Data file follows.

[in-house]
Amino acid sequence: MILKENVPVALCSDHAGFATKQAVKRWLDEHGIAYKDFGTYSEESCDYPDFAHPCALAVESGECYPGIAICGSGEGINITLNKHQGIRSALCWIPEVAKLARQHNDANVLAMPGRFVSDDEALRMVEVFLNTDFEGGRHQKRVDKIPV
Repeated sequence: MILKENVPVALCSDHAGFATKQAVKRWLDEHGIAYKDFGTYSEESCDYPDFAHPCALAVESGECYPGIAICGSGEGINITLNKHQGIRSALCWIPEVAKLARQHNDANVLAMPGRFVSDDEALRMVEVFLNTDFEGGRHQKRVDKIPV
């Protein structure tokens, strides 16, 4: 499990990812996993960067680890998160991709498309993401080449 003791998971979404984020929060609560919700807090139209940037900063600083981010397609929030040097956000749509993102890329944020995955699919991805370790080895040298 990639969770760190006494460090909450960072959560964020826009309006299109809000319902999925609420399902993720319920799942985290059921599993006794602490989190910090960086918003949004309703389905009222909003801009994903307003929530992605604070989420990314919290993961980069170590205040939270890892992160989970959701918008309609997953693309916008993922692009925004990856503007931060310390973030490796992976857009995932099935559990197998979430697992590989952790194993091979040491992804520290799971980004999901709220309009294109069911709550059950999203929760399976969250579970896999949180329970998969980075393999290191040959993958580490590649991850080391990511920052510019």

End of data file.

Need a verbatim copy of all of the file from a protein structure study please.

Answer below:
[in-house]
Amino acid sequence: MILKENVPVALCSDHAGFATKQAVKRWLDEHGIAYKDFGTYSEESCDYPDFAHPCALAVESGECYPGIAICGSGEGINITLNKHQGIRSALCWIPEVAKLARQHNDANVLAMPGRFVSDDEALRMVEVFLNTDFEGGRHQKRVDKIPV
Repeated sequence: MILKENVPVALCSDHAGFATKQAVKRWLDEHGIAYKDFGTYSEESCDYPDFAHPCALAVESGECYPGIAICGSGEGINITLNKHQGIRSALCWIPEVAKLARQHNDANVLAMPGRFVSDDEALRMVEVFLNTDFEGGRHQKRVDKIPV
């Protein structure tokens, strides 16, 4: 499990990812996993960067680890998160991709498309993401080449 003791998971979404984020929060609560919700807090139209940037900063600083981010397609929030040097956000749509993102890329944020995955699919991805370790080895040298 990639969770760190006494460090909450960072959560964020826009309006299109809000319902999925609420399902993720319920799942985290059921599993006794602490989190910090960086918003949004309703389905009222909003801009994903307003929530992605604070989420990314919290993961980069170590205040939270890892992160989970959701918008309609997953693309916008993922692009925004990856503007931060310390973030490796992976857009995932099935559990197998979430697992590989952790194993091979040491992804520290799971980004999901709220309009294109069911709550059950999203929760399976969250579970896999949180329970998969980075393999290191040959993958580490590649991850080391990511920052510019």